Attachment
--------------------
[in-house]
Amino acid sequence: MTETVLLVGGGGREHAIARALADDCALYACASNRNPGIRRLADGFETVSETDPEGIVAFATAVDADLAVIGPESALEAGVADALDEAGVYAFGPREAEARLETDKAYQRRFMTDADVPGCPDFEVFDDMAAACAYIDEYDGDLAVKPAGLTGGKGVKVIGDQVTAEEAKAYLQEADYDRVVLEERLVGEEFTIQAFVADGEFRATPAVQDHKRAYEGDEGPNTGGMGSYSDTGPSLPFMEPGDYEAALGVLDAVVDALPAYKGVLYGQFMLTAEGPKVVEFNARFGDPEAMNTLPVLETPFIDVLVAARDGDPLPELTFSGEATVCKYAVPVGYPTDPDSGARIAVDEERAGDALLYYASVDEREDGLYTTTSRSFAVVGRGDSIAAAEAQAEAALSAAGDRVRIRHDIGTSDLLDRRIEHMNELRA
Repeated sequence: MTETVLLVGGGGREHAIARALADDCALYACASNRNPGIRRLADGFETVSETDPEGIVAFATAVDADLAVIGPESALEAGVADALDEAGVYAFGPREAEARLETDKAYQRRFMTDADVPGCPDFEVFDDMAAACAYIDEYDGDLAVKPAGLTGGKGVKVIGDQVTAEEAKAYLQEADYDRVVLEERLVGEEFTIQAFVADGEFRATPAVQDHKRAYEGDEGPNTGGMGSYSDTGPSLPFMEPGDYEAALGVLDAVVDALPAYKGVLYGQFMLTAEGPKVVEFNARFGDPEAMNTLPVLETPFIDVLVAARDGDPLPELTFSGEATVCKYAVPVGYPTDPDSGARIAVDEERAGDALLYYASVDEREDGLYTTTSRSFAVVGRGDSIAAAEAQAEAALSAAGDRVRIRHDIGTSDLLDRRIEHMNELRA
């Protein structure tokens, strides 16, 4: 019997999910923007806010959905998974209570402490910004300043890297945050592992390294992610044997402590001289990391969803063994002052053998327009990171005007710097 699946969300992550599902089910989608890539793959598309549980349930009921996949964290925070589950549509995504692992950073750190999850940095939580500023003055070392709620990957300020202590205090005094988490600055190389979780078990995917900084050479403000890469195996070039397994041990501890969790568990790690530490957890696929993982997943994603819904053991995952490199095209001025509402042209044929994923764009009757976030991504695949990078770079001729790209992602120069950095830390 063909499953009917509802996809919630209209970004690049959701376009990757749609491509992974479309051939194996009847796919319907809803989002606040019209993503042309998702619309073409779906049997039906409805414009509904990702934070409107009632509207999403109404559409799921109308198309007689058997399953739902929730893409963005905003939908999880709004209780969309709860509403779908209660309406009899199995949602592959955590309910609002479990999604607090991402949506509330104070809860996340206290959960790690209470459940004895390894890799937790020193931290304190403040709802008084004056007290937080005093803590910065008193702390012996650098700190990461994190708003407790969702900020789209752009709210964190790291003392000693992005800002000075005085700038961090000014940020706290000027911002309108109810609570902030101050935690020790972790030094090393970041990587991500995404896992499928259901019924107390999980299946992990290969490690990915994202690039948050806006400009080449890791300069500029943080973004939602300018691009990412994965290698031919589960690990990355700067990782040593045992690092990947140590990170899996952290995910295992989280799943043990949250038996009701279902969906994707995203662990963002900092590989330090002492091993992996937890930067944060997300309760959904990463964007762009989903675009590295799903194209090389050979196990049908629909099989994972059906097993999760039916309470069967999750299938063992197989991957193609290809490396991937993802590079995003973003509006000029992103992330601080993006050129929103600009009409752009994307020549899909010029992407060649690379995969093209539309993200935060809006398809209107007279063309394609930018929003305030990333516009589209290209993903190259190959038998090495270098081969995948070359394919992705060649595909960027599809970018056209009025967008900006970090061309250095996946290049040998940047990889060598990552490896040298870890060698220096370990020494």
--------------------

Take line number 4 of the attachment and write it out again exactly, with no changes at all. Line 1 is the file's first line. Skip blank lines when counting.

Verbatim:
């Protein structure tokens, strides 16, 4: 019997999910923007806010959905998974209570402490910004300043890297945050592992390294992610044997402590001289990391969803063994002052053998327009990171005007710097 699946969300992550599902089910989608890539793959598309549980349930009921996949964290925070589950549509995504692992950073750190999850940095939580500023003055070392709620990957300020202590205090005094988490600055190389979780078990995917900084050479403000890469195996070039397994041990501890969790568990790690530490957890696929993982997943994603819904053991995952490199095209001025509402042209044929994923764009009757976030991504695949990078770079001729790209992602120069950095830390 063909499953009917509802996809919630209209970004690049959701376009990757749609491509992974479309051939194996009847796919319907809803989002606040019209993503042309998702619309073409779906049997039906409805414009509904990702934070409107009632509207999403109404559409799921109308198309007689058997399953739902929730893409963005905003939908999880709004209780969309709860509403779908209660309406009899199995949602592959955590309910609002479990999604607090991402949506509330104070809860996340206290959960790690209470459940004895390894890799937790020193931290304190403040709802008084004056007290937080005093803590910065008193702390012996650098700190990461994190708003407790969702900020789209752009709210964190790291003392000693992005800002000075005085700038961090000014940020706290000027911002309108109810609570902030101050935690020790972790030094090393970041990587991500995404896992499928259901019924107390999980299946992990290969490690990915994202690039948050806006400009080449890791300069500029943080973004939602300018691009990412994965290698031919589960690990990355700067990782040593045992690092990947140590990170899996952290995910295992989280799943043990949250038996009701279902969906994707995203662990963002900092590989330090002492091993992996937890930067944060997300309760959904990463964007762009989903675009590295799903194209090389050979196990049908629909099989994972059906097993999760039916309470069967999750299938063992197989991957193609290809490396991937993802590079995003973003509006000029992103992330601080993006050129929103600009009409752009994307020549899909010029992407060649690379995969093209539309993200935060809006398809209107007279063309394609930018929003305030990333516009589209290209993903190259190959038998090495270098081969995948070359394919992705060649595909960027599809970018056209009025967008900006970090061309250095996946290049040998940047990889060598990552490896040298870890060698220096370990020494």